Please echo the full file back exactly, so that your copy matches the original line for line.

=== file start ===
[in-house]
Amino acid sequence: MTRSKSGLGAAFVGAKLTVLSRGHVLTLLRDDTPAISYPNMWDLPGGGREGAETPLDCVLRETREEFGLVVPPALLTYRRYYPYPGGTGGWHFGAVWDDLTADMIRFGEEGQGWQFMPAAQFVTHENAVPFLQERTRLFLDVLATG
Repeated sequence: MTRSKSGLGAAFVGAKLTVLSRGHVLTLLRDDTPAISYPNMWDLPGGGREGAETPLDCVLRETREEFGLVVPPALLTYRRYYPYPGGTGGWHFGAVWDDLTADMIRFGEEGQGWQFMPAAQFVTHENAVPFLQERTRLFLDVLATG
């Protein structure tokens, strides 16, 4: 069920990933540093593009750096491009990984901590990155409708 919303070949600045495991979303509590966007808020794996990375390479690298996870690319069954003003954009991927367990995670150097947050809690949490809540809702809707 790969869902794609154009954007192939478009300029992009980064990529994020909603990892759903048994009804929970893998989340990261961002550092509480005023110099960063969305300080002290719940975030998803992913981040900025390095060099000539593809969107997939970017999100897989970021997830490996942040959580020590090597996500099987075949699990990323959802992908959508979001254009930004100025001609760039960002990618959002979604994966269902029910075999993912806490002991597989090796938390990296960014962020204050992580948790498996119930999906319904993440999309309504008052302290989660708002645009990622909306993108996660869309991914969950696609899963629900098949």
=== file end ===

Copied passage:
[in-house]
Amino acid sequence: MTRSKSGLGAAFVGAKLTVLSRGHVLTLLRDDTPAISYPNMWDLPGGGREGAETPLDCVLRETREEFGLVVPPALLTYRRYYPYPGGTGGWHFGAVWDDLTADMIRFGEEGQGWQFMPAAQFVTHENAVPFLQERTRLFLDVLATG
Repeated sequence: MTRSKSGLGAAFVGAKLTVLSRGHVLTLLRDDTPAISYPNMWDLPGGGREGAETPLDCVLRETREEFGLVVPPALLTYRRYYPYPGGTGGWHFGAVWDDLTADMIRFGEEGQGWQFMPAAQFVTHENAVPFLQERTRLFLDVLATG
């Protein structure tokens, strides 16, 4: 069920990933540093593009750096491009990984901590990155409708 919303070949600045495991979303509590966007808020794996990375390479690298996870690319069954003003954009991927367990995670150097947050809690949490809540809702809707 790969869902794609154009954007192939478009300029992009980064990529994020909603990892759903048994009804929970893998989340990261961002550092509480005023110099960063969305300080002290719940975030998803992913981040900025390095060099000539593809969107997939970017999100897989970021997830490996942040959580020590090597996500099987075949699990990323959802992908959508979001254009930004100025001609760039960002990618959002979604994966269902029910075999993912806490002991597989090796938390990296960014962020204050992580948790498996119930999906319904993440999309309504008052302290989660708002645009990622909306993108996660869309991914969950696609899963629900098949």